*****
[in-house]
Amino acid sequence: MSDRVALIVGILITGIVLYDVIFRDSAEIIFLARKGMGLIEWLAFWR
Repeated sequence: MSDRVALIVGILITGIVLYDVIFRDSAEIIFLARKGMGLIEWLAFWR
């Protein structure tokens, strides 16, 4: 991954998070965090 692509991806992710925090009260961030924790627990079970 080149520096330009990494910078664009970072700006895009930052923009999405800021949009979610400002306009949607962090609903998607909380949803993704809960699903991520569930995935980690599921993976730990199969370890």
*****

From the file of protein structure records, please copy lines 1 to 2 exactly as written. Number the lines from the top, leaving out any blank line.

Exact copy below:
[in-house]
Amino acid sequence: MSDRVALIVGILITGIVLYDVIFRDSAEIIFLARKGMGLIEWLAFWR